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Live visualization of herpes simplex virus type 1 compartment dynamics


De Oliveira, A P; Glauser, D L; Laimbacher, A S; Strasser, R; Schraner, E M; Wild, P; Ziegler, U; Breakefield, X O; Ackermann, M; Fraefel, C (2008). Live visualization of herpes simplex virus type 1 compartment dynamics. Journal of Virology, 82(10):4974-4990.

Abstract

We have constructed a recombinant herpes simplex virus type 1 (HSV-1) that simultaneously encodes selected structural proteins from all three virion compartments-capsid, tegument, and envelope-fused with autofluorescent proteins. This triple-fluorescent recombinant, rHSV-RYC, was replication competent, albeit with delayed kinetics, incorporated the fusion proteins into all three virion compartments, and was comparable to wild-type HSV-1 at the ultrastructural level. The VP26 capsid fusion protein (monomeric red fluorescent protein [mRFP]-VP26) was first observed throughout the nucleus and later accumulated in viral replication compartments. In the course of infection, mRFP-VP26 formed small foci in the periphery of the replication compartments that expanded and coalesced over time into much larger foci. The envelope glycoprotein H (gH) fusion protein (enhanced yellow fluorescent protein [EYFP]-gH) was first observed accumulating in a vesicular pattern in the cytoplasm and was then incorporated primarily into the nuclear membrane. The VP16 tegument fusion protein (VP16-enhanced cyan fluorescent protein [ECFP]) was first observed in a diffuse nuclear pattern and then accumulated in viral replication compartments. In addition, it also formed small foci in the periphery of the replication compartments which, however, did not colocalize with the small mRFP-VP26 foci. Later, VP16-ECFP was redistributed out of the nucleus into the cytoplasm, where it accumulated in vesicular foci and in perinuclear clusters reminiscent of the Golgi apparatus. Late in infection, mRFP-VP26, EYFP-gH, and VP16-ECFP were found colocalizing in dots at the plasma membrane, possibly representing mature progeny virus. In summary, this study provides new insights into the dynamics of compartmentalization and interaction among capsid, tegument, and envelope proteins. Similar strategies can also be applied to assess other dynamic events in the virus life cycle, such as entry and trafficking.

Abstract

We have constructed a recombinant herpes simplex virus type 1 (HSV-1) that simultaneously encodes selected structural proteins from all three virion compartments-capsid, tegument, and envelope-fused with autofluorescent proteins. This triple-fluorescent recombinant, rHSV-RYC, was replication competent, albeit with delayed kinetics, incorporated the fusion proteins into all three virion compartments, and was comparable to wild-type HSV-1 at the ultrastructural level. The VP26 capsid fusion protein (monomeric red fluorescent protein [mRFP]-VP26) was first observed throughout the nucleus and later accumulated in viral replication compartments. In the course of infection, mRFP-VP26 formed small foci in the periphery of the replication compartments that expanded and coalesced over time into much larger foci. The envelope glycoprotein H (gH) fusion protein (enhanced yellow fluorescent protein [EYFP]-gH) was first observed accumulating in a vesicular pattern in the cytoplasm and was then incorporated primarily into the nuclear membrane. The VP16 tegument fusion protein (VP16-enhanced cyan fluorescent protein [ECFP]) was first observed in a diffuse nuclear pattern and then accumulated in viral replication compartments. In addition, it also formed small foci in the periphery of the replication compartments which, however, did not colocalize with the small mRFP-VP26 foci. Later, VP16-ECFP was redistributed out of the nucleus into the cytoplasm, where it accumulated in vesicular foci and in perinuclear clusters reminiscent of the Golgi apparatus. Late in infection, mRFP-VP26, EYFP-gH, and VP16-ECFP were found colocalizing in dots at the plasma membrane, possibly representing mature progeny virus. In summary, this study provides new insights into the dynamics of compartmentalization and interaction among capsid, tegument, and envelope proteins. Similar strategies can also be applied to assess other dynamic events in the virus life cycle, such as entry and trafficking.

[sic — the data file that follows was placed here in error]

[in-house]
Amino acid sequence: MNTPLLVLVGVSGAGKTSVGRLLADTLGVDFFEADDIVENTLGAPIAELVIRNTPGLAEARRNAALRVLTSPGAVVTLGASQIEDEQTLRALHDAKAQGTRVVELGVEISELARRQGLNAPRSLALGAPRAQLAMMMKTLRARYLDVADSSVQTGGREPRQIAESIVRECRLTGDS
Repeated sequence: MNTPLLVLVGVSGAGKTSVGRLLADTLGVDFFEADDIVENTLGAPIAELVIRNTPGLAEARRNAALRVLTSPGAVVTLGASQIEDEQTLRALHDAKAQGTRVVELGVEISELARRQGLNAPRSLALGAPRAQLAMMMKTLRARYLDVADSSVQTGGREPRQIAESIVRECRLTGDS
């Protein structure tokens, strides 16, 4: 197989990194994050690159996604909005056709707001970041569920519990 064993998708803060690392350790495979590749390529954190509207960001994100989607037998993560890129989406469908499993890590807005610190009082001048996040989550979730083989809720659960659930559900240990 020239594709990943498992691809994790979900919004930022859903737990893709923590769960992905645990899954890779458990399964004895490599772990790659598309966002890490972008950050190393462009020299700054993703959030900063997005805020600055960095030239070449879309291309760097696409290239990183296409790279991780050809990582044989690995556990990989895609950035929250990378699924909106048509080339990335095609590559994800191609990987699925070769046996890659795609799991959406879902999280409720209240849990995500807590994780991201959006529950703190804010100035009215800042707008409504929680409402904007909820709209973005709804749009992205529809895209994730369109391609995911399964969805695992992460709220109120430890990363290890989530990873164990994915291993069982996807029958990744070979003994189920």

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Item Type:Journal Article, refereed, original work
Communities & Collections:04 Faculty of Medicine > Center for Microscopy and Image Analysis
05 Vetsuisse Faculty > Institute of Veterinary Anatomy
05 Vetsuisse Faculty > Institute of Virology
Dewey Decimal Classification:570 Life sciences; biology
610 Medicine & health
Language:English
Date:May 2008
Deposited On:26 Aug 2008 07:08
Last Modified:03 Aug 2017 14:50
Publisher:American Society for Microbiology
ISSN:0022-538X
Additional Information:Copyright: American Society for Microbiology
Free access at:PubMed ID. An embargo period may apply.
Publisher DOI:https://doi.org/10.1128/JVI.02431-07
PubMed ID:18337577

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